Maduro says he's ready 'to shake hands' with Trump
Venezuela's President, Nicholas Maduro, has said that he is willing to reach out to his US counterpart and discuss mutual grievances. Maduro has been one of Donald Trump's arch-nemeses during Trump's time in office.
Maduro made the offer to the US President while speaking at the UN General Assembly on Wednesday. The Venezuelan socialist said that he was ready to cast aside "dramatic differences" and give a dialog a shot.
He suggested that, if agreed to, the meeting should cover a range of topics "which the United States government wants to talk about".
Maduro has called for a face-to-face conversation in the past. Before he left for the UNGA in New York, he said he hoped the 'miracle' meeting would happen.
"I'm even willing to talk to President Trump, I think if President Trump and I speak, we could understand each other," he said in Caracas.
Trump, under whose administration Venezuela has been hit with rounds of debilitating economic sanctions, did not rule out the meeting, but said it is not something that he's been giving any thought to.
"We're going to take care of Venezuela, if he's here and he wants to meet, it was not on my mind, it was not on my plate, but if I can help people that's what I'm here for," Trump stated on Wednesday.
Despite the conciliatory tone, Trump said that Washington would prefer to keep all options – including military ones – open.
"All options are on the table, every one. The strong ones and the less than strong ones – and you know what I mean by strong," he said.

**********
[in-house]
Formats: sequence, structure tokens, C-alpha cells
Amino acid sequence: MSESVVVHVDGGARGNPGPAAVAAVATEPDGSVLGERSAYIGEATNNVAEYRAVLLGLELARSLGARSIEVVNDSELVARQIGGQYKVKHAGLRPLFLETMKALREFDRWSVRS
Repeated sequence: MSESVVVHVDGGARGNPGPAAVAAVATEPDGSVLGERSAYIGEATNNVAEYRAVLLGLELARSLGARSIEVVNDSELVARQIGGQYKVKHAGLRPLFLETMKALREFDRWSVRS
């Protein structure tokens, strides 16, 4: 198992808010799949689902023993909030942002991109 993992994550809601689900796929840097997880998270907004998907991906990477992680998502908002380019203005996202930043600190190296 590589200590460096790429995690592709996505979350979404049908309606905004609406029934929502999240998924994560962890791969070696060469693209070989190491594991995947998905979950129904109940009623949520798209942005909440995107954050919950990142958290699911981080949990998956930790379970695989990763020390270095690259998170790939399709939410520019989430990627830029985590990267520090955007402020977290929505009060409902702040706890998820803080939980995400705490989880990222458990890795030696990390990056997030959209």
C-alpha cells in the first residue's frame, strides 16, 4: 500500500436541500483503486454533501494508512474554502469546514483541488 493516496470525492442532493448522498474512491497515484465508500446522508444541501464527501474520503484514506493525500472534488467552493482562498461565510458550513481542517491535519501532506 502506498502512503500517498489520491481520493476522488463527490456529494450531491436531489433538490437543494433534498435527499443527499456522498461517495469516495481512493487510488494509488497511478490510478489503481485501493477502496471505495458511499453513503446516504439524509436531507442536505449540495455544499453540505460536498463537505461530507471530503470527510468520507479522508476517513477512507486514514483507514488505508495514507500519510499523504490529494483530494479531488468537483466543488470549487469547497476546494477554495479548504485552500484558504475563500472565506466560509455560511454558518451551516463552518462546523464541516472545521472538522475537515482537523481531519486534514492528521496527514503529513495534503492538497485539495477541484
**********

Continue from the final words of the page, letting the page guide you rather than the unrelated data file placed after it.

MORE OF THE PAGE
Caracas has repeatedly accused Washington of stifling its economy with sanctions, and pursuing a policy of regime change in Venezuela, including by working with rogue army officers.
Venezuela pointed to a report in the New York times that claimed Washington had been holding secret talks with mutinous military figures throughout last year as evidence that the US is working to "encourage and promote violent actions of extremist factions."
While the White House has neither explicitly denied nor confirmed the report, a potential regime change scenario is something that the US appears to be anxiously looking forward to.
On Tuesday, Trump said that the Maduro government "could be toppled very quickly by the military if the military decides to do that," while labelling the country, ridden with economic and political problems, "a truly bad place in the world today." It was the same day Washington slapped sanctions on Maduro's wife and several other high-ranking officials.
Venezuela considers rounds of "illegal" sanctions against it to be acts of "economic war," and blames the US for the collapse of its economy.
"We have not been able to use the international currency of the US dollar. This has been economic trade persecution of Venezuela," Maduro said on Wednesday.
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